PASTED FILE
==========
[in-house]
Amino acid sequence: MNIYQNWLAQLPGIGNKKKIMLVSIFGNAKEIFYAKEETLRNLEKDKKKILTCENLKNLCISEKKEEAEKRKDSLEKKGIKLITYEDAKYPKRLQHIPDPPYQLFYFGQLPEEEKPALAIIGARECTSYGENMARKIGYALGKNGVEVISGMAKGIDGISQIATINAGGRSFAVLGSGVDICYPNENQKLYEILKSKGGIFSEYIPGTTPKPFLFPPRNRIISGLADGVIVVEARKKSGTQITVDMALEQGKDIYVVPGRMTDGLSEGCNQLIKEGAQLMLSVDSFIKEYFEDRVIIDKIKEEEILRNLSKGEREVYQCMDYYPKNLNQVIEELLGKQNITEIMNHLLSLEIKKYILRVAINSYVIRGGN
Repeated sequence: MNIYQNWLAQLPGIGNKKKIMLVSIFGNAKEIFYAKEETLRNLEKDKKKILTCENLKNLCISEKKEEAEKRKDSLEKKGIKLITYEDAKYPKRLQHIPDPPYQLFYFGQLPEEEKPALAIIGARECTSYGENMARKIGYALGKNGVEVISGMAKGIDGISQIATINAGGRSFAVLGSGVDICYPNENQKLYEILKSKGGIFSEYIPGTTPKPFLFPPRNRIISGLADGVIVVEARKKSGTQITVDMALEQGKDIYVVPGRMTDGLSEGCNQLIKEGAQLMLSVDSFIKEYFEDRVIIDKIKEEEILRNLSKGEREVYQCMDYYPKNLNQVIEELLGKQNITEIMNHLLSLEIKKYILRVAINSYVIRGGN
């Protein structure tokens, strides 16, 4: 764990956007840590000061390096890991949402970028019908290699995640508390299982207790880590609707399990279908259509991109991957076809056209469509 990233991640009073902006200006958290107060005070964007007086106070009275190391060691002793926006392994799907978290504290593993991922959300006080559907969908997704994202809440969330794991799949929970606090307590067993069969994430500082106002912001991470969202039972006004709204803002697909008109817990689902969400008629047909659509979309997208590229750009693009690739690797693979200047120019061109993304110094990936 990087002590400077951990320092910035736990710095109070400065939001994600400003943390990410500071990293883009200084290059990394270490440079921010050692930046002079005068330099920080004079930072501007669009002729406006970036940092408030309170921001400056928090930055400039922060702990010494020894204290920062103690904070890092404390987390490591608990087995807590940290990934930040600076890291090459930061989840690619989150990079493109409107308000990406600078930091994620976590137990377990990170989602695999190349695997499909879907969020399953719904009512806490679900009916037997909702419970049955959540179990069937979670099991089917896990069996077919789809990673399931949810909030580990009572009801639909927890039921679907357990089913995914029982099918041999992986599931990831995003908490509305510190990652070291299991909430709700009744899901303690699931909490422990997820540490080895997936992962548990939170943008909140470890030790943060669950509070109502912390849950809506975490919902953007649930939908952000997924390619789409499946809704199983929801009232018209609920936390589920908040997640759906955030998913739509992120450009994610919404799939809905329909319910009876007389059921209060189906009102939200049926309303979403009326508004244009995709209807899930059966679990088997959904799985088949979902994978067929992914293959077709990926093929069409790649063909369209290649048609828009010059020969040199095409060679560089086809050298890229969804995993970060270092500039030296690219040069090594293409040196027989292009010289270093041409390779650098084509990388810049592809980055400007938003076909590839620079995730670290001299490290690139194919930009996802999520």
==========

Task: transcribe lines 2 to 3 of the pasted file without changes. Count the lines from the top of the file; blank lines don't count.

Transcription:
Amino acid sequence: MNIYQNWLAQLPGIGNKKKIMLVSIFGNAKEIFYAKEETLRNLEKDKKKILTCENLKNLCISEKKEEAEKRKDSLEKKGIKLITYEDAKYPKRLQHIPDPPYQLFYFGQLPEEEKPALAIIGARECTSYGENMARKIGYALGKNGVEVISGMAKGIDGISQIATINAGGRSFAVLGSGVDICYPNENQKLYEILKSKGGIFSEYIPGTTPKPFLFPPRNRIISGLADGVIVVEARKKSGTQITVDMALEQGKDIYVVPGRMTDGLSEGCNQLIKEGAQLMLSVDSFIKEYFEDRVIIDKIKEEEILRNLSKGEREVYQCMDYYPKNLNQVIEELLGKQNITEIMNHLLSLEIKKYILRVAINSYVIRGGN
Repeated sequence: MNIYQNWLAQLPGIGNKKKIMLVSIFGNAKEIFYAKEETLRNLEKDKKKILTCENLKNLCISEKKEEAEKRKDSLEKKGIKLITYEDAKYPKRLQHIPDPPYQLFYFGQLPEEEKPALAIIGARECTSYGENMARKIGYALGKNGVEVISGMAKGIDGISQIATINAGGRSFAVLGSGVDICYPNENQKLYEILKSKGGIFSEYIPGTTPKPFLFPPRNRIISGLADGVIVVEARKKSGTQITVDMALEQGKDIYVVPGRMTDGLSEGCNQLIKEGAQLMLSVDSFIKEYFEDRVIIDKIKEEEILRNLSKGEREVYQCMDYYPKNLNQVIEELLGKQNITEIMNHLLSLEIKKYILRVAINSYVIRGGN